Verisante Technology Inc. is committed to helping save lives through the commercialization of innovative systems for the detection of cancer. The company's initial focus is skin cancer, including basal cell carcinoma, squamous cell carcinoma and melanoma. Verisante has licensed a technology developed by the BC Cancer Agency for in vivo, real-time, noninvasive skin measurements. This platform technology may also be applied to detection systems for other types of cancer including lung, gastrointestinal, colorectal and cervical cancers.
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"The Aura technology uses what's called Raman spectroscopy, named after C.V. Raman, who won the Nobel Prize for physics in 1930. A laser is used to determine the biochemical composition of the tissue, which is then compared to a database. The technology has racked up a number of awards in the last few years. The beauty of the skin cancer market is that, as far as detection goes with a device, the market is virtually untapped. Verisante is one of two companies with a marketed device for skin cancer detection.
"The company is Mela Sciences Inc. (MELA:NASDAQ). Verisante's device looks very competitive [compared to Mela Science's Inc.'s MelaFind device]. . .it looks like Verisante's Aura is superior in accuracy and is certainly much faster, which is important if clinicians want to be able to do full body scans. Verisante's technology is also potentially applicable in other cancers, such as lung and oral cancers, which are derivative applications that Verisante is looking at. . .at this point it's still not clear exactly how FDA will treat the Aura in terms of a regulatory pathway, but if the agency does not characterize it as a substantially equivalent device to MelaFind, then, yes, Verisante will likely have to pursue FDA approval via PMA. . .it is realistic to assume that the Aura can be approved in the U.S."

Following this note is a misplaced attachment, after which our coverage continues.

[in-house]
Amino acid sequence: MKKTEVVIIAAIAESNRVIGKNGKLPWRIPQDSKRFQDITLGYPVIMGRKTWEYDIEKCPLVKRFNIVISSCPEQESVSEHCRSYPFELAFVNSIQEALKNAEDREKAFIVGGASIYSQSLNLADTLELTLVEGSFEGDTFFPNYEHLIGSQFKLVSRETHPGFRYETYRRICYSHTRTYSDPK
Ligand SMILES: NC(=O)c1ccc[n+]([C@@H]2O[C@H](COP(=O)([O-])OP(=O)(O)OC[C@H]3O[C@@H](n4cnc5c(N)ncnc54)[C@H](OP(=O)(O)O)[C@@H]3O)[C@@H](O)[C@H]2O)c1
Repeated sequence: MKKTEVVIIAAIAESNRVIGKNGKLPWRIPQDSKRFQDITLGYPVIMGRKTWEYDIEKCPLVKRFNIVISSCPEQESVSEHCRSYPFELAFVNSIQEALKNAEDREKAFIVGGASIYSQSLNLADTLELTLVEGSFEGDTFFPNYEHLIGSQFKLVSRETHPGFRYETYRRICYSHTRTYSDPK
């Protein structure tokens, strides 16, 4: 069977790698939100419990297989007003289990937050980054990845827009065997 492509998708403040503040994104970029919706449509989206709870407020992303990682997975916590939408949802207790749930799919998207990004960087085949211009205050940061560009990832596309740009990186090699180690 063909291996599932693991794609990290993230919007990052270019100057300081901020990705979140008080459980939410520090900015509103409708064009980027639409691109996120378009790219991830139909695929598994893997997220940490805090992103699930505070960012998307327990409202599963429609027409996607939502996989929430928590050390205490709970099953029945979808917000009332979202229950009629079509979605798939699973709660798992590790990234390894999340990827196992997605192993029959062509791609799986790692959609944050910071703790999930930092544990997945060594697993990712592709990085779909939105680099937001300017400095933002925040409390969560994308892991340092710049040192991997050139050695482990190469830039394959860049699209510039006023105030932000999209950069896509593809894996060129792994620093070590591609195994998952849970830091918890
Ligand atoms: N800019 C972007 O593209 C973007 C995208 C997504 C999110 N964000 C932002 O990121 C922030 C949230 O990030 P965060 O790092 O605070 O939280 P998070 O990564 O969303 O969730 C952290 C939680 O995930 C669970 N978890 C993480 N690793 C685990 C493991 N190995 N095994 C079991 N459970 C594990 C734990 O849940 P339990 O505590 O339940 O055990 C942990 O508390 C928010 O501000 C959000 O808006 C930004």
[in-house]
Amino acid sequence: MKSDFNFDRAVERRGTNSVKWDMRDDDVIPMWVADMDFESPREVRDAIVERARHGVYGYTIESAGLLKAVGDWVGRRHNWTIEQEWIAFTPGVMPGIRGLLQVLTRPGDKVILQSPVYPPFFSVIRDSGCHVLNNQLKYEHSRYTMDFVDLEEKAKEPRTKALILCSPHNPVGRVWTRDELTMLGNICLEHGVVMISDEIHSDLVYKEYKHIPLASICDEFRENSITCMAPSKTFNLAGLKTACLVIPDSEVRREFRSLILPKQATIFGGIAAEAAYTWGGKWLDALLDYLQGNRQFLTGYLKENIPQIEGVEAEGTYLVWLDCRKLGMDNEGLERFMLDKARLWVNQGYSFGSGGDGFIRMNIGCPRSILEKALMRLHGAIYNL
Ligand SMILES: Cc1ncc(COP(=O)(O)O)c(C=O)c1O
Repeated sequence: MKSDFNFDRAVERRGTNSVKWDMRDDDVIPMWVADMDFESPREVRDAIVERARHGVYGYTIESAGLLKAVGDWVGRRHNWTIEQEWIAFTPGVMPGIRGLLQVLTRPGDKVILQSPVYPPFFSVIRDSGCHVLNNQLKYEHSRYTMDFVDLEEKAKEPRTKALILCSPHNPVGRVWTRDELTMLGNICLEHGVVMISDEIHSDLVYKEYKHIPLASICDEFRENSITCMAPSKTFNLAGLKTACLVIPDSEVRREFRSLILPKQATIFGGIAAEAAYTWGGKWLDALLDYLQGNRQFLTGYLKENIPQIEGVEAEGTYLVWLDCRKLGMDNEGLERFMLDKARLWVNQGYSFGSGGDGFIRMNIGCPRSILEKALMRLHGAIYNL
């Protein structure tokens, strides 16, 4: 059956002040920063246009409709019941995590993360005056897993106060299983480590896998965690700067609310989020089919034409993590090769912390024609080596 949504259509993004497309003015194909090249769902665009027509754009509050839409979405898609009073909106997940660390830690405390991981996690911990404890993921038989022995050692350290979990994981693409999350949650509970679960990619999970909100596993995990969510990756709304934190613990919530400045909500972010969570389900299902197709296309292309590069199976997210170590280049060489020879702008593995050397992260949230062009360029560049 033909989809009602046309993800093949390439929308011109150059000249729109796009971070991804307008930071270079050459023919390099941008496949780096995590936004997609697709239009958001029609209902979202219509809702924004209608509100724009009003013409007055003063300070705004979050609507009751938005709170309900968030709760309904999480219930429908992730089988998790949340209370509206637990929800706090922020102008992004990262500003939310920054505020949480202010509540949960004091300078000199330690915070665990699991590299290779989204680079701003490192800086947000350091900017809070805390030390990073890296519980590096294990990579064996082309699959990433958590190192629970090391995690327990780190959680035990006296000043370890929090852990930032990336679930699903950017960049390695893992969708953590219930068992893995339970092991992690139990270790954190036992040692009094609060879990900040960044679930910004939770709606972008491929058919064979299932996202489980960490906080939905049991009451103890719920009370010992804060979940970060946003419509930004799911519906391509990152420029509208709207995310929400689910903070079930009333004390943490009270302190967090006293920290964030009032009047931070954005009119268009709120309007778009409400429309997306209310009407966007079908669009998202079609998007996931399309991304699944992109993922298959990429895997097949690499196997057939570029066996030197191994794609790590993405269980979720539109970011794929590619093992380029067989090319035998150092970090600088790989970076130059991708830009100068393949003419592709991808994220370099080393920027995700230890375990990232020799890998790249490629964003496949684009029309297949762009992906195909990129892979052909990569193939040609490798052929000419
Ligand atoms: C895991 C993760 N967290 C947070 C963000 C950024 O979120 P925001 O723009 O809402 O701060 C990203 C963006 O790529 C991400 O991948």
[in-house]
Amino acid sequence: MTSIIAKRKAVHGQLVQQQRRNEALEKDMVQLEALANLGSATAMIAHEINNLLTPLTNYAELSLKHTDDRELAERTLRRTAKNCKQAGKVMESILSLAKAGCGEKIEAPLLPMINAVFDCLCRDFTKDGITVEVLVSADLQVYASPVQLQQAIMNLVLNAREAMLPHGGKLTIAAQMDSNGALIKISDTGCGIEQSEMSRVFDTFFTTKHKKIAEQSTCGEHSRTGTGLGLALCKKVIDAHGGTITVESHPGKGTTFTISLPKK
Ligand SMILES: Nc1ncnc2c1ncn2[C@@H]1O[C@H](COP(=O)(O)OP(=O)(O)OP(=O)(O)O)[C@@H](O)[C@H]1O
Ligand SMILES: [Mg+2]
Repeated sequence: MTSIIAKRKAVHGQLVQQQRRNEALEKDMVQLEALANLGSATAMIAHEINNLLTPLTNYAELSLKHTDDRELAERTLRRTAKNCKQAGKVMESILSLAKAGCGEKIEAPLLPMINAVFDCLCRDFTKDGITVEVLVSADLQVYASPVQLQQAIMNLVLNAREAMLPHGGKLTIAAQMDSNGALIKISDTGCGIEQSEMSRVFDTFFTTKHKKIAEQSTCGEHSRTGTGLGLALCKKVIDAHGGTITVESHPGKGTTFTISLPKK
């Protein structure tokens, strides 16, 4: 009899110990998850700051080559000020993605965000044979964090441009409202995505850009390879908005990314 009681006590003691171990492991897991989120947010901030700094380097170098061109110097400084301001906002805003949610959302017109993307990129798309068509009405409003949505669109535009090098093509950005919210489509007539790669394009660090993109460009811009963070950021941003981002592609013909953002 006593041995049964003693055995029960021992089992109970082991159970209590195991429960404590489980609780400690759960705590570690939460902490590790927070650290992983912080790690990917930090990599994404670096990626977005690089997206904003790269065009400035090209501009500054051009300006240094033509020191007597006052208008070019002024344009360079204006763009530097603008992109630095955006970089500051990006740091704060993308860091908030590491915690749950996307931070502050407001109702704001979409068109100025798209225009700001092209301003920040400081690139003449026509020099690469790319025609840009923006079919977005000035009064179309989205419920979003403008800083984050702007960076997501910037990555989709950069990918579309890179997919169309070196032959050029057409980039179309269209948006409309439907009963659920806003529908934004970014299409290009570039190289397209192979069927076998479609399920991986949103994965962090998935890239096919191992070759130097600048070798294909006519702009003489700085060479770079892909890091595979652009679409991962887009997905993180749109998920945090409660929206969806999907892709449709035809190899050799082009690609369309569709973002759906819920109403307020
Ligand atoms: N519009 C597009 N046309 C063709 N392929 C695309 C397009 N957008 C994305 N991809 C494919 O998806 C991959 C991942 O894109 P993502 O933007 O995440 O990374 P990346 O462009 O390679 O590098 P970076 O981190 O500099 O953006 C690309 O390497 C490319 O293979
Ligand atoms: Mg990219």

"Verisante's skin cancer device, called Aura, is game-changing technology for dermatologists. Yet the company's share price is low and its market cap is about $20M. One reason for the undervaluation is that the skin cancer detection instrument has not yet been approved by the FDA. The firm is talking to consultants about how to best get its device into the regulatory approval system. That can be a big challenge for a small company. A device may be approved in Canada, Europe, Japan and China, but the big market is the U.S., and that requires FDA approval."
"There is only one other device on the market that's of significance in terms of competition. . .but Verisante's technology looks to be more accurate, which is very important. It also has a number of other significant advantages, one being that it's much faster—you can scan a whole body rapidly. The U.S. market is a goal, but it's probably down the road, after some U.S.-based studies are done. Verisante's game plan is to roll the Aura out overseas first, to help finance the U.S. studies."
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